|Publication number||US6071311 A|
|Application number||US 09/134,656|
|Publication date||Jun 6, 2000|
|Filing date||Aug 14, 1998|
|Priority date||Aug 14, 1998|
|Also published as||DE69934055D1, DE69934055T2, EP0980679A2, EP0980679A3, EP0980679B1|
|Publication number||09134656, 134656, US 6071311 A, US 6071311A, US-A-6071311, US6071311 A, US6071311A|
|Inventors||Michael O'Neil, Arnold Oyola|
|Original Assignee||Johnson & Johnson Professional, Inc.|
|Export Citation||BiBTeX, EndNote, RefMan|
|Patent Citations (49), Non-Patent Citations (2), Referenced by (152), Classifications (37), Legal Events (5)|
|External Links: USPTO, USPTO Assignment, Espacenet|
The invention relates to medical devices, and more particularly to prosthetic joint components.
Joint arthroplasty is a well-known surgical procedure by which a diseased and/or damaged natural joint is replaced by a prosthetic joint. A typical knee prosthesis includes a tibial component, a femoral component, a femoral stem assembly, and a patellar component. The femoral component generally includes a pair of spaced apart condylar portions, the superior surfaces of which articulate with a portion of the tibial component. The femoral stem assembly provides lateral stability, and it typically includes a member that is inserted within a reamed intramedullary canal at the distal end of a femur. The stem is typically coupled to the femoral component by a collar and bolt.
Although modular systems can provide an advantageous reduction in joint component inventory, known systems do not fully address the problems associated with variations in intramedullary canal geometry. Specifically, the variations in the morphology of the intermedullary canal often do not match the geometry of the stem, forcing the surgical positioning of the femoral component that is mated to the stem to be determined by considerations other than the shape of the canal.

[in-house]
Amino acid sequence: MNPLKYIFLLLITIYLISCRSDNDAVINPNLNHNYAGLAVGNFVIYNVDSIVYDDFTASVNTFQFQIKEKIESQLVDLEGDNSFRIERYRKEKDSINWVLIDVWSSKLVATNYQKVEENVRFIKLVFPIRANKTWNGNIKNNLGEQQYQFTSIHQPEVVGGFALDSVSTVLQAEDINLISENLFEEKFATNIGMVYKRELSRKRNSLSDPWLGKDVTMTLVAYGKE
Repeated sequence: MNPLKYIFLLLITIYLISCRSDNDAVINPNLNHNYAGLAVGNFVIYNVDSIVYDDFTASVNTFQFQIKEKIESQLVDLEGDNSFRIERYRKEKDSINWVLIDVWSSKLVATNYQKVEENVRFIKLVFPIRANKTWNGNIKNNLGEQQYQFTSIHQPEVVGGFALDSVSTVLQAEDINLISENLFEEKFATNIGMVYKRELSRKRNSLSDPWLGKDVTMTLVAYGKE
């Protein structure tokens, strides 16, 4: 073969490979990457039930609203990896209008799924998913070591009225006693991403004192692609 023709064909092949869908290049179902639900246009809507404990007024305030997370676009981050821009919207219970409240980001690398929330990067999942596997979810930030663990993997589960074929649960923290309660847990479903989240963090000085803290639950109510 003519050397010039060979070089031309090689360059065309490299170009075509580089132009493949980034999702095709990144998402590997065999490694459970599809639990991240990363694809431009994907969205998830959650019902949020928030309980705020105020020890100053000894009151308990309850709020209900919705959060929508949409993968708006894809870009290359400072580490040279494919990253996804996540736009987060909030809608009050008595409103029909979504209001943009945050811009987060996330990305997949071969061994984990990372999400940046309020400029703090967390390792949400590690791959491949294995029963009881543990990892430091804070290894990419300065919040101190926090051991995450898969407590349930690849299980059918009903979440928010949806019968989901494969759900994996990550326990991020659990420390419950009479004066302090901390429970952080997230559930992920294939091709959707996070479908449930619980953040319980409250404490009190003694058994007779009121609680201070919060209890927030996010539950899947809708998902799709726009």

For example, if the implant geometry does not match the canal geometry, the stem of the implant can contact the cortical wall of the intramedullary canal while the stem is being impacted. This problem can be further complicated when a femoral stem is mated to a sleeve that increases the effective length of the stem so that it is in a bowed portion of the intramedullary canal.
In response to the above problems, a surgeon may be forced to remove the stem (or entire component) and replace it with a stem having a smaller diameter or shorter length, even if the replacement stem is thought to be less suitable than the original stem, but for the improper fit. Also, the surgeon may have to cut notches in the femur to accommodate a shifted femoral component.
Therefore, despite the existence of joint prostheses having modular components, there remains a need for a modular joint prosthesis that has greater versatility to accommodate differing patient anatomy and joint conditions.
The present invention relates to a modular knee joint prosthesis having improved versatility while reducing overall component piece count. Components of the modular prosthesis of the invention are able to be used with both right and left side prostheses.